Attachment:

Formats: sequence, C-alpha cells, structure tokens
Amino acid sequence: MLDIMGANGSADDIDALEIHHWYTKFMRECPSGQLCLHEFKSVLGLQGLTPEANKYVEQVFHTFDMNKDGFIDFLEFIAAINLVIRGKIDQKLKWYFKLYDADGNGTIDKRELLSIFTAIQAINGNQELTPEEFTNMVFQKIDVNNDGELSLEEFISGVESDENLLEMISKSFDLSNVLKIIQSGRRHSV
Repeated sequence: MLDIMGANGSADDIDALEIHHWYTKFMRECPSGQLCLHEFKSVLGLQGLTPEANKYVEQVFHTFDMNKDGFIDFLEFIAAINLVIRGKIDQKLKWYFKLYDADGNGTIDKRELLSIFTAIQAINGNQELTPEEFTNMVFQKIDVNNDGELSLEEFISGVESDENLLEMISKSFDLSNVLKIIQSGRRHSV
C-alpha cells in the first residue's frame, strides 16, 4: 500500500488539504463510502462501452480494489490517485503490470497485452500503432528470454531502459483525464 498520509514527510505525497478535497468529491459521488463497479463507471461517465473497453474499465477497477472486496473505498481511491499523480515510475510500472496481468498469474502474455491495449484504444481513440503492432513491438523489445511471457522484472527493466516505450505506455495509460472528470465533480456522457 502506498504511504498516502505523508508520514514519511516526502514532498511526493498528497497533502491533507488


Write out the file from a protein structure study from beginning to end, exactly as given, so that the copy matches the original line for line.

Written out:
Formats: sequence, C-alpha cells, structure tokens
Amino acid sequence: MLDIMGANGSADDIDALEIHHWYTKFMRECPSGQLCLHEFKSVLGLQGLTPEANKYVEQVFHTFDMNKDGFIDFLEFIAAINLVIRGKIDQKLKWYFKLYDADGNGTIDKRELLSIFTAIQAINGNQELTPEEFTNMVFQKIDVNNDGELSLEEFISGVESDENLLEMISKSFDLSNVLKIIQSGRRHSV
Repeated sequence: MLDIMGANGSADDIDALEIHHWYTKFMRECPSGQLCLHEFKSVLGLQGLTPEANKYVEQVFHTFDMNKDGFIDFLEFIAAINLVIRGKIDQKLKWYFKLYDADGNGTIDKRELLSIFTAIQAINGNQELTPEEFTNMVFQKIDVNNDGELSLEEFISGVESDENLLEMISKSFDLSNVLKIIQSGRRHSV
C-alpha cells in the first residue's frame, strides 16, 4: 500500500488539504463510502462501452480494489490517485503490470497485452500503432528470454531502459483525464 498520509514527510505525497478535497468529491459521488463497479463507471461517465473497453474499465477497477472486496473505498481511491499523480515510475510500472496481468498469474502474455491495449484504444481513440503492432513491438523489445511471457522484472527493466516505450505506455495509460472528470465533480456522457 502506498504511504498516502505523508508520514514519511516526502514532498511526493498528497497533502491533507488